The Baptists in Rossendale
In the list of “Licenses to Preach” in Blackburn parish and district, preserved in a State Paper in the Record Office and bearing the date Dom. Chas. II 1672, a memorandum to the following effect occurs:-
“The barn of John Pickop, in Dedwinclough to be an Indep. [Independent] meeting place.” The name of “Independent” was formerly applied to Anabaptists and vice versa, and so it would appear that as early as 1672 the Baptists had a place of meeting in Dedwinclough.
About the end of the century, there appeared in Rossendale, 2 Yorkshire cousins, William Mitchel and David Crossley who were itinerant Baptist Preachers, holding strict Calvinistic views. They began their labours in Bacup and Cloughfold. William Mitchel was the first minister at Cloughfold until his death in 1706 aged 44 years. David Crossley died in late 1744 age 75 and was buried in the graveyard of the Episcopal Chapel at Goodshaw.
They built the Meeting House in Bacup in 1692 on land purchased for £30 from John Whitaker of Broadclough, on what is now the site of Bacup Library. This later became known as Ebenezer Baptist Church.
Henry Lord succeeded David Crossley as minister but proved to be unsuitable to the sacred office. Dissensions arose amongst the congregation, many of them preferring the ministry of Joseph Piccop, a new member of the same body. These dissensions resulted in the formation of a second Baptist Society in the town, and the “New Meeting House” being built in 1746.
Joseph Piccop was born at Loveclough and died there in September 1772: his remains are buried within Ebenezer Chapel Yard Bacup.
John Hirst succeeded Joseph Piccop and ministered at Bacup for 42 years. He was born in Rochdale 1736, the youngest of 7 children. He died 15 Jun 1815 age 79 years and was buried by the side of Joseph Piccop.
The original Chapel in Lane Head Lane became too small and was rebuilt in 1778 at a cost of £400, and in 1783 a gallery was erected. In 1811 the building was again pulled down and a new Chapel seating 900 people was built the following year. In 1864 the roof became insecure and the chapel closed. For the next 20 months services where held at the Co-operative Hall. It was decided to re-model the old chapel as a Sunday school: this was opened in 1866 at a cost of £1,100. For at time it was used as a School and a Chapel until 19 Sep 1868 when the foundation stone was laid for the new chapel. This was opened by the Rev Hugh Stowell Brown 7th September 1870, capable of seating 1,000 people.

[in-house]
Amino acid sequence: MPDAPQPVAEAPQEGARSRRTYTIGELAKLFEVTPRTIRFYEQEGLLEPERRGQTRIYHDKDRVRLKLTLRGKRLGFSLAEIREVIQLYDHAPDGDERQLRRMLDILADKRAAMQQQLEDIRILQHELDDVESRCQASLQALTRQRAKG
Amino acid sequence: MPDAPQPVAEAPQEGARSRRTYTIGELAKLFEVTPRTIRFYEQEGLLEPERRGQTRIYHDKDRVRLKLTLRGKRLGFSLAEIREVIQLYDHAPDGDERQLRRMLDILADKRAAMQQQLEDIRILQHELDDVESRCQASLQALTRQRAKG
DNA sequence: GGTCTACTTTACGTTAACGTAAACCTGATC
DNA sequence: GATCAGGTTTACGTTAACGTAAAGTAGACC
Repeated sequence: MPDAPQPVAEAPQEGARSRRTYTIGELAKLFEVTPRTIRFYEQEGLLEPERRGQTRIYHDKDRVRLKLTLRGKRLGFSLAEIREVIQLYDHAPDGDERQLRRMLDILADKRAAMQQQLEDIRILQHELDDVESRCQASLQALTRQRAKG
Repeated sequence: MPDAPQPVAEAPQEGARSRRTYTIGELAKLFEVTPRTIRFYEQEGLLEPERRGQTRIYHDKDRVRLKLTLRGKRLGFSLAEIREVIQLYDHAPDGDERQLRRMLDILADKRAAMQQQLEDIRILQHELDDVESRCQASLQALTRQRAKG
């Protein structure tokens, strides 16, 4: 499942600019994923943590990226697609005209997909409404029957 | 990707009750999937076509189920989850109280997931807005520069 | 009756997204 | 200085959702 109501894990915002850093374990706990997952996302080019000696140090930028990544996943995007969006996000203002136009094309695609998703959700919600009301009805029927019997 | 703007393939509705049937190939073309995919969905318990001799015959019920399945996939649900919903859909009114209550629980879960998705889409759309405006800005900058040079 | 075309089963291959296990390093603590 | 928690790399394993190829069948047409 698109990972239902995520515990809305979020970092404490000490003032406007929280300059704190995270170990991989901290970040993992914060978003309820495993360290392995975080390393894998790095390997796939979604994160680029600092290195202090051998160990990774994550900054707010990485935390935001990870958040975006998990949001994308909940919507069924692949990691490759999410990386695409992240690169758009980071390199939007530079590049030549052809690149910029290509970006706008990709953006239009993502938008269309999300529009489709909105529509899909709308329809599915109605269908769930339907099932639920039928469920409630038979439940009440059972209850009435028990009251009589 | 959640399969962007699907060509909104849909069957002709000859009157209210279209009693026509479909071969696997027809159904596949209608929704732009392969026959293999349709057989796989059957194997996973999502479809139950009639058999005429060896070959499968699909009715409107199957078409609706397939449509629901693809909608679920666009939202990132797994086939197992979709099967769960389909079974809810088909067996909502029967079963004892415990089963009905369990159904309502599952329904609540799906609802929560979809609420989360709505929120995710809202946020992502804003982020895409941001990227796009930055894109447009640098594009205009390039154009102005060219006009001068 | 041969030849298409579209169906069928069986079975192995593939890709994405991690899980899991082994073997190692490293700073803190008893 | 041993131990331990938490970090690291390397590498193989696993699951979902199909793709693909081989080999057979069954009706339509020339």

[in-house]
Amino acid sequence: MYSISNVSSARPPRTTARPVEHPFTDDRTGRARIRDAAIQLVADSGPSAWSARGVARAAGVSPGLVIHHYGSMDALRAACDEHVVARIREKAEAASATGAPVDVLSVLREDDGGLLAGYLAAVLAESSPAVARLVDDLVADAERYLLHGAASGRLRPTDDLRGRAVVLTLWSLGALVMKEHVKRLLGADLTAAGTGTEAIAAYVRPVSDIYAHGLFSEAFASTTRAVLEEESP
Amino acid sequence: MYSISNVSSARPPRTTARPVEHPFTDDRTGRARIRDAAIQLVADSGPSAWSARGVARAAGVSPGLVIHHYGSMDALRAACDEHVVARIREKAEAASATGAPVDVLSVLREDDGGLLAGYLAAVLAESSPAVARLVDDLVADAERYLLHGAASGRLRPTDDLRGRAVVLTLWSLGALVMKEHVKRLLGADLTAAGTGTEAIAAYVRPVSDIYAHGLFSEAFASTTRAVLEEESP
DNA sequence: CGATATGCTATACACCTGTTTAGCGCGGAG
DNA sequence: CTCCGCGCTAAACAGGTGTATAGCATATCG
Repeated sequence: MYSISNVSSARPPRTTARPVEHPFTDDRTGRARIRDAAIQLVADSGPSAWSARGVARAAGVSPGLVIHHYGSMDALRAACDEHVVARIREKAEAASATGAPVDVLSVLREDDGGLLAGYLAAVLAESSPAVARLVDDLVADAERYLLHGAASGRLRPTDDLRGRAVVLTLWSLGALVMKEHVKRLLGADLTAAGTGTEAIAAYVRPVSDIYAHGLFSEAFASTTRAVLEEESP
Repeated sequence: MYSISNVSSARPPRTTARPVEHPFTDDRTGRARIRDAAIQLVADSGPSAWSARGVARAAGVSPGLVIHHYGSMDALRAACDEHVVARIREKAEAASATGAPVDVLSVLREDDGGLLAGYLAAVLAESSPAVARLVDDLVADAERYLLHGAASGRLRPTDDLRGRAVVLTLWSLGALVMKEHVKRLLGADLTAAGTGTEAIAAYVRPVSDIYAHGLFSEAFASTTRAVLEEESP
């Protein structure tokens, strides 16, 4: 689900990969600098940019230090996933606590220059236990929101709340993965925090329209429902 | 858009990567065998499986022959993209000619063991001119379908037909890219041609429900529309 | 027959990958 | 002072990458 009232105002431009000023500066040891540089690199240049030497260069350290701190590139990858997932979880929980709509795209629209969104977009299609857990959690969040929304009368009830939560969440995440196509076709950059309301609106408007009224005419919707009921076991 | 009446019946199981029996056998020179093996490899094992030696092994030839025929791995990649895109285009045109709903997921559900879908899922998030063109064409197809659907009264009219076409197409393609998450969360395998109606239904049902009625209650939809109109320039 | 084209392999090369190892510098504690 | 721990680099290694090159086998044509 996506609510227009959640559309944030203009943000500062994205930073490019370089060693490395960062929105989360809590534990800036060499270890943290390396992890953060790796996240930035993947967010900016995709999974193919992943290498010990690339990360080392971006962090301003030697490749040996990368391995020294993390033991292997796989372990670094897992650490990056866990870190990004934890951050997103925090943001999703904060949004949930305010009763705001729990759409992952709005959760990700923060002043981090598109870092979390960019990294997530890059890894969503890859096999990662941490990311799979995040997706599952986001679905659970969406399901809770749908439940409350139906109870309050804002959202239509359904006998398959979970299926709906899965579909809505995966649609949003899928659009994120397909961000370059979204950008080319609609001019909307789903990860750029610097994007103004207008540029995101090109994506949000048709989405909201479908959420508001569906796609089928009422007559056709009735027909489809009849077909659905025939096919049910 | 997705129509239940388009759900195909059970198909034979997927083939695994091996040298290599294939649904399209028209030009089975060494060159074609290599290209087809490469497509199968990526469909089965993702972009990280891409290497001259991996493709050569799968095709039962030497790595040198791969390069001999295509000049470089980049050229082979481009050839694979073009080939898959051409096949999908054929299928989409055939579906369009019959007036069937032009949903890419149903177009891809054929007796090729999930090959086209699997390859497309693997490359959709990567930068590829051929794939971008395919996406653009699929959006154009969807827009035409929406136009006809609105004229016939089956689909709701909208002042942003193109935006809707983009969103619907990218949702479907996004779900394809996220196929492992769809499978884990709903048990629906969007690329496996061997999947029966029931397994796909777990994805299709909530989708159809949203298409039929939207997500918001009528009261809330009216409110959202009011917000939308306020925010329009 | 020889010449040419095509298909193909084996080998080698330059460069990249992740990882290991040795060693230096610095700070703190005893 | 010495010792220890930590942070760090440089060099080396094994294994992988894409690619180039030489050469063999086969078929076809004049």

In 1861 Ebenezer Church started a Sunday School at Doals and in 1862 a Chapel was built at a cost of £1,000 with seating for 350 people.
Ebenezer Chapel was demolished in 1963, all that remains are about 40 grave stones laid at the side of Earnshaw Street off Lanehead Lane.
Pastors of Ebenezer Baptist
|Joseph Piccop||1745 - 1772|
|John Hirst||1772 - 1815|
|William Dyer||1816 - 1821|
|George Augustus Grant||1822 - 1828|
|John Edwards||1829 - 1841|
|Simpson Todd||1842 - 1847|
|Jonas Smith||1848 - 1874|
|William Gay||1878 - 1882|
|Frederick Overend||1884 -|
Baptist Chapels in Bacup
|Ebenezer||1692 - 1962|
|Irwell Terrace||1821 - 1948|
|Mill Gate||1851 -|
|South Street||1852 - 1921|
|Zion||1854 - 1948|
|Acre Mill||1862 -|
|Mount Olivet||1874 - 1962|
|Union||1948 - 1962|
South Street and Mount Olivet merged to become Mount Olivet
Irwell Terrace and Zion merged to become Union
Mount Olivet, Union and Ebenezer merged to become Trinity
Registers at Manchester Archives
|Bacup - Ebenezer Baptist|
|Births||1759 - 1837||MFPR 285|
|Burials||1776 - 1806||MFPR 285|
|Burials||1812 - 1837||MFPR 286|
|Bacup - Irwell Terrace Baptist|
|Births||1790 - 1837||MFPR 286|